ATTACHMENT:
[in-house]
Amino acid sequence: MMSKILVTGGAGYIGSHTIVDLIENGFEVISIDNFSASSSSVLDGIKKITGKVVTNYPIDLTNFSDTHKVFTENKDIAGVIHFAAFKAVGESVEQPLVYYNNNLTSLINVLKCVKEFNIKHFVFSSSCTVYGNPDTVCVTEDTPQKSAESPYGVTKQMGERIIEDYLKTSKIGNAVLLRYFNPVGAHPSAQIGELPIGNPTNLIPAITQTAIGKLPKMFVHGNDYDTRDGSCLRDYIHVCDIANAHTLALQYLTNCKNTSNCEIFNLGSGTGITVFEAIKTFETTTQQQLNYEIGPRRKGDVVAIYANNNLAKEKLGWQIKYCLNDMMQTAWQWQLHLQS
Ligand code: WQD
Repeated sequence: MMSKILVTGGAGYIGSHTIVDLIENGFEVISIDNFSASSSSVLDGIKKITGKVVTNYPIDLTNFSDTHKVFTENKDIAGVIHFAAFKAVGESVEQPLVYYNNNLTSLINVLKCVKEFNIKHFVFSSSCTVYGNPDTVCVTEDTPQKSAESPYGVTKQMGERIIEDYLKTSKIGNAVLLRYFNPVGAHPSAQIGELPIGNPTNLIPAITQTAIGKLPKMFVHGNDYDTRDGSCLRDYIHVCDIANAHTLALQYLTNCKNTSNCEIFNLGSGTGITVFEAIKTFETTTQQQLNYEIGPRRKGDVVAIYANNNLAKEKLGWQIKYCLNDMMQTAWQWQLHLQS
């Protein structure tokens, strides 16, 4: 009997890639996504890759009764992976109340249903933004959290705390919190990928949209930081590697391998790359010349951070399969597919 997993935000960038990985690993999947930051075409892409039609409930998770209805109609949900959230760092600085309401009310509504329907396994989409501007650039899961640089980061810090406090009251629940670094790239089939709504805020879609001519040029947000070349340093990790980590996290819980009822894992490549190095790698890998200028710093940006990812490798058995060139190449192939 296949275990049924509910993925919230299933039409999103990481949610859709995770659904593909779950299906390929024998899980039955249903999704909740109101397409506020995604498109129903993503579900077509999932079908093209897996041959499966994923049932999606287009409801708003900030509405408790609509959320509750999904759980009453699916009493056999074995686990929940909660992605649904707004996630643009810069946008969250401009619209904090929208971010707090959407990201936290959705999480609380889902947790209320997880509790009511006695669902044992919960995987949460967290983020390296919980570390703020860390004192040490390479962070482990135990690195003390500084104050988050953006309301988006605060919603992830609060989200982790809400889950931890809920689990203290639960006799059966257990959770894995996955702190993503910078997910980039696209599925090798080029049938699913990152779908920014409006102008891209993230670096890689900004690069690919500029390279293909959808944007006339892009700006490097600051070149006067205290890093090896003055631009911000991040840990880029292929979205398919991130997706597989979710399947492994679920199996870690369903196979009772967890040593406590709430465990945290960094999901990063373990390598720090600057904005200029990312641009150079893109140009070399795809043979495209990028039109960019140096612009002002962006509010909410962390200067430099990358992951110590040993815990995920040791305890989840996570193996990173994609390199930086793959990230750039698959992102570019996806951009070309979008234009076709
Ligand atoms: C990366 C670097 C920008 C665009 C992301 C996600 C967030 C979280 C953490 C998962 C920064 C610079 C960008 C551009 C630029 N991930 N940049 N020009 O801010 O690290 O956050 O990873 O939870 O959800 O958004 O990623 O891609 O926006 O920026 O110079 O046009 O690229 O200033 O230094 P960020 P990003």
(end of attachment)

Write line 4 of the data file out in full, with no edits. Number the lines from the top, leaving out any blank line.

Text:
Repeated sequence: MMSKILVTGGAGYIGSHTIVDLIENGFEVISIDNFSASSSSVLDGIKKITGKVVTNYPIDLTNFSDTHKVFTENKDIAGVIHFAAFKAVGESVEQPLVYYNNNLTSLINVLKCVKEFNIKHFVFSSSCTVYGNPDTVCVTEDTPQKSAESPYGVTKQMGERIIEDYLKTSKIGNAVLLRYFNPVGAHPSAQIGELPIGNPTNLIPAITQTAIGKLPKMFVHGNDYDTRDGSCLRDYIHVCDIANAHTLALQYLTNCKNTSNCEIFNLGSGTGITVFEAIKTFETTTQQQLNYEIGPRRKGDVVAIYANNNLAKEKLGWQIKYCLNDMMQTAWQWQLHLQS